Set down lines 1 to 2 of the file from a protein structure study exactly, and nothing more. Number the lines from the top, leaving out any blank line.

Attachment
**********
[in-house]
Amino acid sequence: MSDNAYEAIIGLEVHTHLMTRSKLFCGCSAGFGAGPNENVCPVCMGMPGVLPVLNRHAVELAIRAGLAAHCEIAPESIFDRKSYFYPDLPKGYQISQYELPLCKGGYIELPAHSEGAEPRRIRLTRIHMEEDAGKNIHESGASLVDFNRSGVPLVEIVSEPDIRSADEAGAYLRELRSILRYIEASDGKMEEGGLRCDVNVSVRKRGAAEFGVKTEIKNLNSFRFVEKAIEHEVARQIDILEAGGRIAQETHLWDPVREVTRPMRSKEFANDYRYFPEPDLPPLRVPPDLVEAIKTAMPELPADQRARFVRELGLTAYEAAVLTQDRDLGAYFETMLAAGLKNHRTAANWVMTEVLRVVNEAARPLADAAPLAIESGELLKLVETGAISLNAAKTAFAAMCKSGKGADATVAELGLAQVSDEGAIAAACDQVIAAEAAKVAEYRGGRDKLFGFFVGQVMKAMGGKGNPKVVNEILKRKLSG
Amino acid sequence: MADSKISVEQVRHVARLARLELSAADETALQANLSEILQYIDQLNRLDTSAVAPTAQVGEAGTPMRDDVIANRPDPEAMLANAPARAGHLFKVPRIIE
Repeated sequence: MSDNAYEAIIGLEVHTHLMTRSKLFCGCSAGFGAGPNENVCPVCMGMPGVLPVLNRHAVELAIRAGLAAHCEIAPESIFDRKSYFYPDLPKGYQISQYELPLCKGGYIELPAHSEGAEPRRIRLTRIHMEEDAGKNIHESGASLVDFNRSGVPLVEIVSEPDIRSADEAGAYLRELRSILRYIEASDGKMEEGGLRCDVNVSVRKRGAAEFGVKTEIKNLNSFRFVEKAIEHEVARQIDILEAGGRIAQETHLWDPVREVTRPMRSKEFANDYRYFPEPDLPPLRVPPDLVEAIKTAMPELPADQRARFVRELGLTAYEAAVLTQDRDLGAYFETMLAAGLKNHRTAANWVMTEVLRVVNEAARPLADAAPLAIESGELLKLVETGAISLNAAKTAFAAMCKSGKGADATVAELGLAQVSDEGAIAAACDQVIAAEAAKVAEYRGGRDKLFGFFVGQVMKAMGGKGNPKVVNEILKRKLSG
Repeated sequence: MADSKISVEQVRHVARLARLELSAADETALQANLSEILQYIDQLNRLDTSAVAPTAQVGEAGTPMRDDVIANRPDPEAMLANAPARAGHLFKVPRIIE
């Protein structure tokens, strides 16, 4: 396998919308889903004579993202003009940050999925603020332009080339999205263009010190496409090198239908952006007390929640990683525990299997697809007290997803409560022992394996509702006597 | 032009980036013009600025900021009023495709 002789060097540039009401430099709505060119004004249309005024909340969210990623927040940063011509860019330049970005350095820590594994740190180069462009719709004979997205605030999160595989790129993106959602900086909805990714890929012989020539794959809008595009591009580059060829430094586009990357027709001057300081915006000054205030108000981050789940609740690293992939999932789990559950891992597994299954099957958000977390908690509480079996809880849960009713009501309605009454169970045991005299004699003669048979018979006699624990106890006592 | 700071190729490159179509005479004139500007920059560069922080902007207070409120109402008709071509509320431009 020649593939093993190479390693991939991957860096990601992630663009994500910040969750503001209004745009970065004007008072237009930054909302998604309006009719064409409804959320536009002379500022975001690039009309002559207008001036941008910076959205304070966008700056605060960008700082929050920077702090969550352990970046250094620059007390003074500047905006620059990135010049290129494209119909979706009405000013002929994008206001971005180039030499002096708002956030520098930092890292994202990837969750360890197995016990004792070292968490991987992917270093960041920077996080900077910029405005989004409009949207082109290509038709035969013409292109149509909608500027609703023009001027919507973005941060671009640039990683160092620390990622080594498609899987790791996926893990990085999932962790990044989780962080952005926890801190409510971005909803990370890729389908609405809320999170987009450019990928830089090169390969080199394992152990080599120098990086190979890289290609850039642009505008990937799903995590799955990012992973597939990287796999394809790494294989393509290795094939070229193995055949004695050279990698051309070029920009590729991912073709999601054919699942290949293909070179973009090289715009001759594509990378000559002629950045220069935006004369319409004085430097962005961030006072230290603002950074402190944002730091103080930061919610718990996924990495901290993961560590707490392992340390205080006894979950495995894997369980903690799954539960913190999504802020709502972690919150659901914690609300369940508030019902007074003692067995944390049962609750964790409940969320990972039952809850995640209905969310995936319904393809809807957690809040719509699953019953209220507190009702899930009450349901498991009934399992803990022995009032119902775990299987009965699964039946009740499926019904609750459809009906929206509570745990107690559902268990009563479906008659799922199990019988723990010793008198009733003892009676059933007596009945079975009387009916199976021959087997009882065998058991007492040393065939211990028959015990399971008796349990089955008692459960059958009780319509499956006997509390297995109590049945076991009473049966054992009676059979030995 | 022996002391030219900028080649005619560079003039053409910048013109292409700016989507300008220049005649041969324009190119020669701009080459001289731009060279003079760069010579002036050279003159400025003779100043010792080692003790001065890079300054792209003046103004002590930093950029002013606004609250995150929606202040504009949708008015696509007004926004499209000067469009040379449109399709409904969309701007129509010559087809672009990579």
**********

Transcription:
[in-house]
Amino acid sequence: MSDNAYEAIIGLEVHTHLMTRSKLFCGCSAGFGAGPNENVCPVCMGMPGVLPVLNRHAVELAIRAGLAAHCEIAPESIFDRKSYFYPDLPKGYQISQYELPLCKGGYIELPAHSEGAEPRRIRLTRIHMEEDAGKNIHESGASLVDFNRSGVPLVEIVSEPDIRSADEAGAYLRELRSILRYIEASDGKMEEGGLRCDVNVSVRKRGAAEFGVKTEIKNLNSFRFVEKAIEHEVARQIDILEAGGRIAQETHLWDPVREVTRPMRSKEFANDYRYFPEPDLPPLRVPPDLVEAIKTAMPELPADQRARFVRELGLTAYEAAVLTQDRDLGAYFETMLAAGLKNHRTAANWVMTEVLRVVNEAARPLADAAPLAIESGELLKLVETGAISLNAAKTAFAAMCKSGKGADATVAELGLAQVSDEGAIAAACDQVIAAEAAKVAEYRGGRDKLFGFFVGQVMKAMGGKGNPKVVNEILKRKLSG